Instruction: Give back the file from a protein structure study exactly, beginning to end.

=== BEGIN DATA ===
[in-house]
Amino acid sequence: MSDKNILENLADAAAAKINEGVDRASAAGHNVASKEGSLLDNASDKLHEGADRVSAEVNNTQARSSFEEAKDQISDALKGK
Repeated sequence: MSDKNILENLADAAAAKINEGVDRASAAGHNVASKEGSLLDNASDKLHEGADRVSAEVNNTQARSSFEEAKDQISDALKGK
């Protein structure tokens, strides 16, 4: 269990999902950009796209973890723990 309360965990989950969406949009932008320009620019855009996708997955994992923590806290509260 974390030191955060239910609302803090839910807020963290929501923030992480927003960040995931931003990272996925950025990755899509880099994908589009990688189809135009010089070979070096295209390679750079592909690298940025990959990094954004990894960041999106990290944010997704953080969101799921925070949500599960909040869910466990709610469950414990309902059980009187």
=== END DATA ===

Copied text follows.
[in-house]
Amino acid sequence: MSDKNILENLADAAAAKINEGVDRASAAGHNVASKEGSLLDNASDKLHEGADRVSAEVNNTQARSSFEEAKDQISDALKGK
Repeated sequence: MSDKNILENLADAAAAKINEGVDRASAAGHNVASKEGSLLDNASDKLHEGADRVSAEVNNTQARSSFEEAKDQISDALKGK
């Protein structure tokens, strides 16, 4: 269990999902950009796209973890723990 309360965990989950969406949009932008320009620019855009996708997955994992923590806290509260 974390030191955060239910609302803090839910807020963290929501923030992480927003960040995931931003990272996925950025990755899509880099994908589009990688189809135009010089070979070096295209390679750079592909690298940025990959990094954004990894960041999106990290944010997704953080969101799921925070949500599960909040869910466990709610469950414990309902059980009187």